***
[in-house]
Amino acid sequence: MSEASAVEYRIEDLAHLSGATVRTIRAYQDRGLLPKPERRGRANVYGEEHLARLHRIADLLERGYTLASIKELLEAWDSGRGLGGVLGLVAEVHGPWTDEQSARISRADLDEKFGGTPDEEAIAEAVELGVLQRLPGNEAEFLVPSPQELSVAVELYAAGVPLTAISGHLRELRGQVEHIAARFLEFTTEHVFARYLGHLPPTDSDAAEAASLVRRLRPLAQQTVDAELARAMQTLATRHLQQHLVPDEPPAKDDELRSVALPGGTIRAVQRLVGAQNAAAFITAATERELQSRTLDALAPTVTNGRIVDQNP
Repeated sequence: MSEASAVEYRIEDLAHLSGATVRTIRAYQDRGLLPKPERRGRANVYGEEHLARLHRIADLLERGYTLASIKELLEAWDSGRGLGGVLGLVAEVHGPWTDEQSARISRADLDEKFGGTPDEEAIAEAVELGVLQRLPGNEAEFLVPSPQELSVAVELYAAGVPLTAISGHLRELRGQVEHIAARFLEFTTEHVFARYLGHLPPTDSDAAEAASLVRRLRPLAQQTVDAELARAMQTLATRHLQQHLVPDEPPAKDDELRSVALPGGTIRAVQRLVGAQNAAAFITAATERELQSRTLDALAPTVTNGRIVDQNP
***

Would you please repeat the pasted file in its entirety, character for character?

[in-house]
Amino acid sequence: MSEASAVEYRIEDLAHLSGATVRTIRAYQDRGLLPKPERRGRANVYGEEHLARLHRIADLLERGYTLASIKELLEAWDSGRGLGGVLGLVAEVHGPWTDEQSARISRADLDEKFGGTPDEEAIAEAVELGVLQRLPGNEAEFLVPSPQELSVAVELYAAGVPLTAISGHLRELRGQVEHIAARFLEFTTEHVFARYLGHLPPTDSDAAEAASLVRRLRPLAQQTVDAELARAMQTLATRHLQQHLVPDEPPAKDDELRSVALPGGTIRAVQRLVGAQNAAAFITAATERELQSRTLDALAPTVTNGRIVDQNP
Repeated sequence: MSEASAVEYRIEDLAHLSGATVRTIRAYQDRGLLPKPERRGRANVYGEEHLARLHRIADLLERGYTLASIKELLEAWDSGRGLGGVLGLVAEVHGPWTDEQSARISRADLDEKFGGTPDEEAIAEAVELGVLQRLPGNEAEFLVPSPQELSVAVELYAAGVPLTAISGHLRELRGQVEHIAARFLEFTTEHVFARYLGHLPPTDSDAAEAASLVRRLRPLAQQTVDAELARAMQTLATRHLQQHLVPDEPPAKDDELRSVALPGGTIRAVQRLVGAQNAAAFITAATERELQSRTLDALAPTVTNGRIVDQNP